63 6 Developing the desert – potential effects on wildlife Chris Dickman, Aaron Greenville and Glenda Wardle Introduction The dogger and prospector follow the explorer the survey party follows both and makes record of their findings and hard upon their heels has been the stockman with his cattle, horses, donkeys, and camels, his sheep and goats and dogs and the great hosts of the uninvited also – the rabbits, the foxes and the feral cats. The results of all this are hailed by the statistician and economist as progress, and a net increase in the wealth of the country, but if the devastation which is worked to the flora and fauna could be assessed in terms of the value which future generations will put upon them, it might be found that our wool- clips, and beef and timber trades have been dearly bought. (Finlayson 1935) Arid regions of Australia cover ~5.5 million km2 – three-quarters of the continent. This immense area supports a population of ~600 000 people, just under 3% of the overall Australian population (Stafford Smith and Cribb 2009). Pastoralism is the major form of land use and occupies most of the arid land area, but other significant desert enterprises include mining, tourism and conservation, as well as recreation and service industries near major watercourses and centres such as Uluru, Alice Springs and Mt Isa (Dickman et al. 2014). Around 300 000 km2 are designated as Indigenous Protected Areas, occupied by many of the 93 000 people of Aboriginal descent for whom the desert is home (Brown et al. 2008). The vast plains of the interior are often viewed as under-populated and ripe for increased exploitation of their aesthetic, biotic and other natural resources. This has led policy-makers to offer assistance programs (e.g. drought and mining subsidies) to ensure that desert residents remain where they are, and incentives such as start-up packages and tax breaks to attract entrepreneurs to begin new enterprises (Callender et al. 2011). This emphasis on financial capital has often overlooked other capital, such as human, social, physical, cultural and natural, essential for maintaining sustainable livelihoods in desert regions (Stafford Smith and Cribb 2009). In the Australian deserts, two further factors are usually also overlooked in discussions about ‘progress’ and economic development: the ‘boom and bust’ nature of the climate, and the vulnerability of some plants, animals and other organisms to environmental change (Finlayson 1935 Dickman and Wardle 2012 Dickman et al. 2014 Seddon et al. 2016). Native mammals declined dramatically with wide-ranging changes to the environment that accompanied the arrival of European settlers ~19 species of small and medium-sized rodents and marsupials disappeared from arid Australia, within 150 years of settlement (Morton 1990).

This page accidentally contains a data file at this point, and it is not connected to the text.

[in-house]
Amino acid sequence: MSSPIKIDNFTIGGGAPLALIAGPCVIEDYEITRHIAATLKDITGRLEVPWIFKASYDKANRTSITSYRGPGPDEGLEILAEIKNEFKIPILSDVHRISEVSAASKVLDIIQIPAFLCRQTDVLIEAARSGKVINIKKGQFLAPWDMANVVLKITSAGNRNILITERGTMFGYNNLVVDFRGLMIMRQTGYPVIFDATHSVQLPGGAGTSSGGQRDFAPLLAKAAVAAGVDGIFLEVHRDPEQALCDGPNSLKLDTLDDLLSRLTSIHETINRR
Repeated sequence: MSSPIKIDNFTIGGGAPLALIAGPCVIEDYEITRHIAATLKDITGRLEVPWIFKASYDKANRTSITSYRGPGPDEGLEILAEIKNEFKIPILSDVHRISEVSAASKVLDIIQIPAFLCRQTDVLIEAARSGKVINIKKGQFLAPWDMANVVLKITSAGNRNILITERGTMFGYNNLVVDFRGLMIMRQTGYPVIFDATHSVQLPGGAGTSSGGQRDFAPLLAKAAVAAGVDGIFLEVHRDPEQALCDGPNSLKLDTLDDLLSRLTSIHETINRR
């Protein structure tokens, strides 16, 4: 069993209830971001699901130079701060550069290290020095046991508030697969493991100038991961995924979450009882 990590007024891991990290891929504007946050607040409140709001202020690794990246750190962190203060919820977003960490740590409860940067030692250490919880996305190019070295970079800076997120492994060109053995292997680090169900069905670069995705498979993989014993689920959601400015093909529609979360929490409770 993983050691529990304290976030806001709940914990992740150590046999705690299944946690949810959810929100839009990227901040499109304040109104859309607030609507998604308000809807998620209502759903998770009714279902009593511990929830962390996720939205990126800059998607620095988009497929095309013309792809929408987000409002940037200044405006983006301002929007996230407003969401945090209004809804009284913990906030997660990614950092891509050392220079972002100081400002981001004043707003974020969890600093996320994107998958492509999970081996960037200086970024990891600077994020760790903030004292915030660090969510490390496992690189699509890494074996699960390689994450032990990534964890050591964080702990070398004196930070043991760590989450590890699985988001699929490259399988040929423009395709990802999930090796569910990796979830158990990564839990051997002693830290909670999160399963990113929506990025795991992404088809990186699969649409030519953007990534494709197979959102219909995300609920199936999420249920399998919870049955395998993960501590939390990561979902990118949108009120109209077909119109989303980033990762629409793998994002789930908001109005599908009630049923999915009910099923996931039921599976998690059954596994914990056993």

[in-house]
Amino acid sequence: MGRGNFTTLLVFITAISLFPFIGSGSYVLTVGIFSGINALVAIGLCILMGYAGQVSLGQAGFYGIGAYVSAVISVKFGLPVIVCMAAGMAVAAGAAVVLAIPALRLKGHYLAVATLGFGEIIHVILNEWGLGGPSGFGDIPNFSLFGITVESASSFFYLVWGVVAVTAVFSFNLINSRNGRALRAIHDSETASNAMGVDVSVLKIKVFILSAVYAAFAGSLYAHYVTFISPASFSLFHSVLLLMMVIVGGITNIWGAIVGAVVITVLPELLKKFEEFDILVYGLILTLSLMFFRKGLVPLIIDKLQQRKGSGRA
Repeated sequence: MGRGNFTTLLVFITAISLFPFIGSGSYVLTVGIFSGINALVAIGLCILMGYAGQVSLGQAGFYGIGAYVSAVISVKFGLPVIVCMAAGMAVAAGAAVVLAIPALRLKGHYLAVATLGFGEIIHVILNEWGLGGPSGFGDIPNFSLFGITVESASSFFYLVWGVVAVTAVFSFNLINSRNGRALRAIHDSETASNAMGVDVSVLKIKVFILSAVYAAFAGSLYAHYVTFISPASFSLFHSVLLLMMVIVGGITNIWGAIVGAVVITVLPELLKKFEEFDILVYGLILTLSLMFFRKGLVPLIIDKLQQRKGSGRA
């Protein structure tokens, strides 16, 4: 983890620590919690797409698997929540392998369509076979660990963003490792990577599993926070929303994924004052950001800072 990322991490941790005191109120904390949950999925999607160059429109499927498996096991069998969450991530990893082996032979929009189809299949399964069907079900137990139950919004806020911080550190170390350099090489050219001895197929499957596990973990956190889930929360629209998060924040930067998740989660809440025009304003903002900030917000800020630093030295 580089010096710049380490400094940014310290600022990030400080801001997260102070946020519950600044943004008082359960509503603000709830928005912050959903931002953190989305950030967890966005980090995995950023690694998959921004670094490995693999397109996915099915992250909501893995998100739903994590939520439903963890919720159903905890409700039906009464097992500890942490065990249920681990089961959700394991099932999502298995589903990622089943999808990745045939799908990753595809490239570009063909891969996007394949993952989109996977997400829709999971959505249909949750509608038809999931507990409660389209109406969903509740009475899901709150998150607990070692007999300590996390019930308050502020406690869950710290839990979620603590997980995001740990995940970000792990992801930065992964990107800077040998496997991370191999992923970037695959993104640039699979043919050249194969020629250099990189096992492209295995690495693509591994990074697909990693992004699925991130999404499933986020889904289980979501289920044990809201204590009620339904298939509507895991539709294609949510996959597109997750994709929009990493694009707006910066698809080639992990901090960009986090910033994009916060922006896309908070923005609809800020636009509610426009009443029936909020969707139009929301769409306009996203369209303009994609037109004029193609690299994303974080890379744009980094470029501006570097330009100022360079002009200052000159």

Downloaded from CSIRO with access from at 188.8.131.52 on Oct 3, 2022, 11:58 AM. (c) CSIRO Publishing